I’m truly disgusted with both of you, almost beyond words. The visual you chose for your article, “KPFA Election Will Decide Progressive Network’s Future,” published Sept. 13, has no connection to the slate you are endorsing and which is now confusing voters by running under another group’s name. Your use of a 1999 photo of that different group is beyond disingenuous.

Not only was the slate you continue to promote not members of Save KPFA in 1999, they stand for the exact opposite of what we wanted for the station. (I was a member of the steering committee of the original Save KPFA.) A slate’s sudden change to use of another group’s name in the current KPFA board election is misleading to voters. You and they aren’t stupid so I would guess you all know that.

Not only was the photo you chose a misrepresentation, your article was also filled with misinformation.

Several of us currently on the board and still involved with KPFA were organizing activists in 1999 as well and a part of the original group. That includes one of candidates running with the Independents for Community Radio, another slate and one with which I am affiliated.

Tracy Rosenberg kept the tent city that slept outside the station organized in the 1999 era of demonstrations. Those demonstrations led to a democratic change at the station and ended management’s lockout of KPFA’s staff.

Do not state or insinuate that either Ms. Rosenberg or the rest of us are against the paid staff. Do not malign us with your misrepresentations that are beyond all but right-wing media tactics. Do not attempt to further baffle voters.

Let’s look at your first paragraph and description of your favorite slate: “On one side is the Save KPFA slate of candidates, who believe the station should be the voice of the entire progressive community, and must expand listenership to help broaden the progressive base.”

Are you sure they can do that with a slate of primarily white males over the age of 60 on a slate put together by a group of Democratic Party activists? Many of their group – both presently on the board and currently running for the board – are also related or work together. I’d be interested in hearing how you think they are representative of the diverse Bay Area and can speak for people not only of their generation, ethnicity or political affinity, but also not members of their family and office staff as well.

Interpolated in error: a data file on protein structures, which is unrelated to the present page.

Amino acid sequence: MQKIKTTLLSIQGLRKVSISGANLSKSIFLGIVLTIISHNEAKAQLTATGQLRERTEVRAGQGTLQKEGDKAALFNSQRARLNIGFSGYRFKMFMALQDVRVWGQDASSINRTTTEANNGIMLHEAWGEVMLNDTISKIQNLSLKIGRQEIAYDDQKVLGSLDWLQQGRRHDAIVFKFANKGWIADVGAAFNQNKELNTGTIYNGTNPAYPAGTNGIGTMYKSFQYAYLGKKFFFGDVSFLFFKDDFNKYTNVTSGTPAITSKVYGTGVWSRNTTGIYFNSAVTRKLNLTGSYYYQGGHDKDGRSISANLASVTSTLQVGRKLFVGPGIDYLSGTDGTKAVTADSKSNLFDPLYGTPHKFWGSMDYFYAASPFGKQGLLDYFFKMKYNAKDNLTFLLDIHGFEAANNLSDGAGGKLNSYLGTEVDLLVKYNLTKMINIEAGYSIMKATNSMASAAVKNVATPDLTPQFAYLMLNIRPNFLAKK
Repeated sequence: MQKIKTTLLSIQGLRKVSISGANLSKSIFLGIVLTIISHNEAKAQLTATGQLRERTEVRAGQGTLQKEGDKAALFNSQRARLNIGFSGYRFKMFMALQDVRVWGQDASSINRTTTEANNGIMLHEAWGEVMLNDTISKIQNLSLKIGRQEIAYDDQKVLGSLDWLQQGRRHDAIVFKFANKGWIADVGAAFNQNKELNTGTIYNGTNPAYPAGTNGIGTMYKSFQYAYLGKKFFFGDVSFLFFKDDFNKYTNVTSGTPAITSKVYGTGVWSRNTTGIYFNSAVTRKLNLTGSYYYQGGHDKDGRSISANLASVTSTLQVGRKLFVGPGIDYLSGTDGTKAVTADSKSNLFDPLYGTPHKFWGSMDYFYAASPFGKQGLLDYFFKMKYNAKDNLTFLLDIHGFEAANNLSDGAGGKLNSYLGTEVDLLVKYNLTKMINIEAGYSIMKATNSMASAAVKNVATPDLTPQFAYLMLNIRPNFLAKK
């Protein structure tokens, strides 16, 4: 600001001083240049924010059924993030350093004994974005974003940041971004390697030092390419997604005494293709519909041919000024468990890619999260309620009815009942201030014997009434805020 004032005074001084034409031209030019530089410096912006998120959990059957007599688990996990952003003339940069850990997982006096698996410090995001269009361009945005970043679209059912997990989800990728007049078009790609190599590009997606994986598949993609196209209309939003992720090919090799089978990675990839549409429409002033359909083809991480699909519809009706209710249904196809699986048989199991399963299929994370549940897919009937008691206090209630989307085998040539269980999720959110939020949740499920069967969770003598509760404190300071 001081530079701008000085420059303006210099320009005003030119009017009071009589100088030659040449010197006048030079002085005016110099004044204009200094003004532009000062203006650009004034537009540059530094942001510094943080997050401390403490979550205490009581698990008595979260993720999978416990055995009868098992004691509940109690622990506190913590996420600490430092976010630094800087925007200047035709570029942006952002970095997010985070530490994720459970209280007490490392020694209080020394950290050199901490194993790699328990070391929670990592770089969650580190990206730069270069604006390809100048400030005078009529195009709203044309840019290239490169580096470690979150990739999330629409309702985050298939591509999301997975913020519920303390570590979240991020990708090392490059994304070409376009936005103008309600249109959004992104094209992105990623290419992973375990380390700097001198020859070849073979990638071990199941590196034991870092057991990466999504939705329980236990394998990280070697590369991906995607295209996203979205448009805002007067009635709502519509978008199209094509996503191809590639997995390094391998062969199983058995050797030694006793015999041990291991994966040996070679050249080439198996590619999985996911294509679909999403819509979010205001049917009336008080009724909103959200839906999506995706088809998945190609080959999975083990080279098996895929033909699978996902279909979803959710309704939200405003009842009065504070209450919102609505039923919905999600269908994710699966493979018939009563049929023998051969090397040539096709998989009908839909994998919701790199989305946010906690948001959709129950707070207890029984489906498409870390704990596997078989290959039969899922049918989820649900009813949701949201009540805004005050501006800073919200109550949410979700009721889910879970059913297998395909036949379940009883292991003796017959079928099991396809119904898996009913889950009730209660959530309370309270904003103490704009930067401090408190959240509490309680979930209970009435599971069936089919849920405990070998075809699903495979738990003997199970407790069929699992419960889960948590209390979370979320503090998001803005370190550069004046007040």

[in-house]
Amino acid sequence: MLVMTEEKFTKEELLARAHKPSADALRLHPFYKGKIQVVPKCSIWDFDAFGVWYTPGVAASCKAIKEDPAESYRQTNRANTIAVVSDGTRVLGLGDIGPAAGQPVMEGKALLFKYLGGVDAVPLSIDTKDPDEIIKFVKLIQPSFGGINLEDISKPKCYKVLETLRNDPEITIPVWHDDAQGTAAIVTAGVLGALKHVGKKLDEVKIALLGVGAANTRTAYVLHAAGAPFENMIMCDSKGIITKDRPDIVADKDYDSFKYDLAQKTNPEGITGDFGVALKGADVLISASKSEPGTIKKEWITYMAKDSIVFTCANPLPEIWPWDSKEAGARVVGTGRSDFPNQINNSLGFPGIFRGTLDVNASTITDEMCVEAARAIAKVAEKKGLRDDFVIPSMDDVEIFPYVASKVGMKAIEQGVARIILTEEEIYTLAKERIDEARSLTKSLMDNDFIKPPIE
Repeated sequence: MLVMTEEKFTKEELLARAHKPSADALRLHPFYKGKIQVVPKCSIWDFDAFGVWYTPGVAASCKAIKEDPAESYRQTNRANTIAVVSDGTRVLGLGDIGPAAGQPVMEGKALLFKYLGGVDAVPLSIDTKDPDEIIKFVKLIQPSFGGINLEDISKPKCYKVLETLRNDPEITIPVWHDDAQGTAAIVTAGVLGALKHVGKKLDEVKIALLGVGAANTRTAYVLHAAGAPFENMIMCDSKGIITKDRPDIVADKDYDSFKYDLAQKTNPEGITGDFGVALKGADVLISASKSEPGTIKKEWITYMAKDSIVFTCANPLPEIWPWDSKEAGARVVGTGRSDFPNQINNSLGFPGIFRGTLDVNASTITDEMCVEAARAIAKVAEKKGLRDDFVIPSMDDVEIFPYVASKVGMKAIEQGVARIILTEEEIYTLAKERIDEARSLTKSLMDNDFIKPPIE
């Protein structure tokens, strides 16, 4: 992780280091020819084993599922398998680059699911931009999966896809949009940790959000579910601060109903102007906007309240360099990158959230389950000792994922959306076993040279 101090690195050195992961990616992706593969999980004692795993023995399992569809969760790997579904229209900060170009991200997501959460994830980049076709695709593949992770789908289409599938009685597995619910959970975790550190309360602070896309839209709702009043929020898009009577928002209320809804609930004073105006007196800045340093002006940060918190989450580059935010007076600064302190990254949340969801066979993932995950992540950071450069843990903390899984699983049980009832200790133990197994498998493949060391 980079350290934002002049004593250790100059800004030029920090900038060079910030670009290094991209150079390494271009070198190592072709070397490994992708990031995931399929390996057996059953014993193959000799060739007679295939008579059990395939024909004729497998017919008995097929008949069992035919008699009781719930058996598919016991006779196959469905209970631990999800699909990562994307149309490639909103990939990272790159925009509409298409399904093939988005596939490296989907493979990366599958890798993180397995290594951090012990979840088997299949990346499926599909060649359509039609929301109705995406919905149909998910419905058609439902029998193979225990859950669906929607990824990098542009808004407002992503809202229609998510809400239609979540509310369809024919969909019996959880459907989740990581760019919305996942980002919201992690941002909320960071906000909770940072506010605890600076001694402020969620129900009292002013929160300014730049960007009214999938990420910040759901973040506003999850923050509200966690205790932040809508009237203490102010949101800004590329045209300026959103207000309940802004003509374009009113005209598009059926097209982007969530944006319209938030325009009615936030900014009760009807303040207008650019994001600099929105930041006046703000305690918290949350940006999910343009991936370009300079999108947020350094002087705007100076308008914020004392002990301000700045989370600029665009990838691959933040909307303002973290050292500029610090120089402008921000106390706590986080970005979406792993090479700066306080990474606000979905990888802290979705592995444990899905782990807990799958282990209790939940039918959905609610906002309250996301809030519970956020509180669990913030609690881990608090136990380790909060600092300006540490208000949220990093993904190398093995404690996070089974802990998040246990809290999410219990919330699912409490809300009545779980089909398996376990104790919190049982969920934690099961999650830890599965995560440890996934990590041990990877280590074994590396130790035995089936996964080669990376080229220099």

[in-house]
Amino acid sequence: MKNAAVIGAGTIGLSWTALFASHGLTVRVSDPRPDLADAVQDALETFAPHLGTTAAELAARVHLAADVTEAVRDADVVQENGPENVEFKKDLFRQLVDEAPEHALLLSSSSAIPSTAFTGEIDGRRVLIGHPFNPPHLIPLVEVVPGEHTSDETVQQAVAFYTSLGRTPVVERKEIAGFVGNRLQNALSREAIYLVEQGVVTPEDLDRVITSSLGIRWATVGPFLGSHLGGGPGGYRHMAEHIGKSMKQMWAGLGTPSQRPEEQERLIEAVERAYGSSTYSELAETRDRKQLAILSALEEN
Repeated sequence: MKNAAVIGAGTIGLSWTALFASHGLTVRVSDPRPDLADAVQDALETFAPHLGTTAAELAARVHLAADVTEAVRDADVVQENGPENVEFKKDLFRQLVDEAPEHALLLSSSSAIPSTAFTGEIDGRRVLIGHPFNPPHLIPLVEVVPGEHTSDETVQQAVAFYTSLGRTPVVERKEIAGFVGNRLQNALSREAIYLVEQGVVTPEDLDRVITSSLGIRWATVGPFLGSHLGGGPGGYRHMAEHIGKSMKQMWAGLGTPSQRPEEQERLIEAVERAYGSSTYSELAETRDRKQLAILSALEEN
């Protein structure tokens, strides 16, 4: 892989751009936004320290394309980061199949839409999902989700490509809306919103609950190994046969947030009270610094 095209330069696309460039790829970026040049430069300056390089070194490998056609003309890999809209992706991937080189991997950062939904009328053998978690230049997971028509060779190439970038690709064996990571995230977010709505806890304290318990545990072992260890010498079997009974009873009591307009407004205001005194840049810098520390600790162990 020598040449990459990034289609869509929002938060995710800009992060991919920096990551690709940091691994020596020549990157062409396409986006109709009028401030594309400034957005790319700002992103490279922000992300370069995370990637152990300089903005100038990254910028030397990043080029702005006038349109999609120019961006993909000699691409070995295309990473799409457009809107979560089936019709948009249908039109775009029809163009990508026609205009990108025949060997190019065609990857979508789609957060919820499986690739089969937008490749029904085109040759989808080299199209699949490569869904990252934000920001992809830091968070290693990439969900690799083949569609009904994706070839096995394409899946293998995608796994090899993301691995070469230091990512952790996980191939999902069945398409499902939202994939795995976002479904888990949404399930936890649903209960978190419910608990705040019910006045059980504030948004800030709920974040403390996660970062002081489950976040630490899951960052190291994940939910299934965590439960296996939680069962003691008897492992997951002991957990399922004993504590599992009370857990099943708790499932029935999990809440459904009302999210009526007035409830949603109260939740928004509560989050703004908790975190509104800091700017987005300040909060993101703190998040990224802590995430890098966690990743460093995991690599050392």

Let’s move on to what you insinuate we, Independents for Community Radio, want to do – without checking with us; another mistake that an honest journalist wouldn’t make – “A victory by the Independents will likely usher in massive downsizing at KPFA, eliminating popular programming and replacing the current paid, unionized on-air staff with all volunteers.”

First, let’s remember that I already pointed out that we were the ones involved with ending the lockout of paid staff in 1999. Now on to the present. The group you are so fond of held the board majority for three of the not quite four years I have been on the board. As such, they passed station budgets that had known spending deficits each year in the hundreds of thousands of dollars.

They ran through KPFA’s entire cash reserve of a million dollars as a result. They were told by Pacifica to cut spending and instead added paid positions and moved staff around in a way that benefitted people on our board and members of their group or supported them within the station. They ended up with new or better jobs at KPFA. KPFA ended up with more, not fewer, expenditures.

When they were the majority on the board, Concerned Listeners – now calling themselves Save KPFA – ran through KPFA’s entire cash reserve of a million dollars.

Today we are dealing with that legacy. This week the station borrowed money from another Pacifica station to meet the payroll. Will there need to be a different budget or can we continue spending at the same rate? The answer should not be beyond your comprehension. Before I forget, I guess that little detail about borrowing money also does away with your favorite slate’s claim that KPFA is supporting other Pacifica stations.

Will the now unavoidable budget cuts have an effect on paid staff? Of course, since salaries and benefits are the single largest budget item by far. Will that happen if your favorite slate is in the majority? Of course, since salaries and benefits are the single largest budget item by far. Who brought us to this point? Of course, your favorite slate.

We can’t afford this public political board election bickering. Think fox and hen house. We need to move beyond thinking those who have almost killed the station will keep it alive in the future. Every effort will be made to keep as much paid staff as possible by Independents for Community Radio and to remove the foxes.

Your willful disregard for how KPFA got to its present precarious state does not belong in journalism even if it is only on a blog site and pseudo-journalism. It is beyond the pale.

Sasha Futran is a member of the KPFA Local Station Board and Independents for Community Radio. She can be reached at kpfasasha@yahoo.com.

2 thoughts on “Stealing Save KPFA

  1. Ann_Garrison

    @johnlwhiting: I might read that if you could tell me first that it's not just more of the same complaint that there's always a lot of fighting going on at Pacifica. Something else there?

    Reply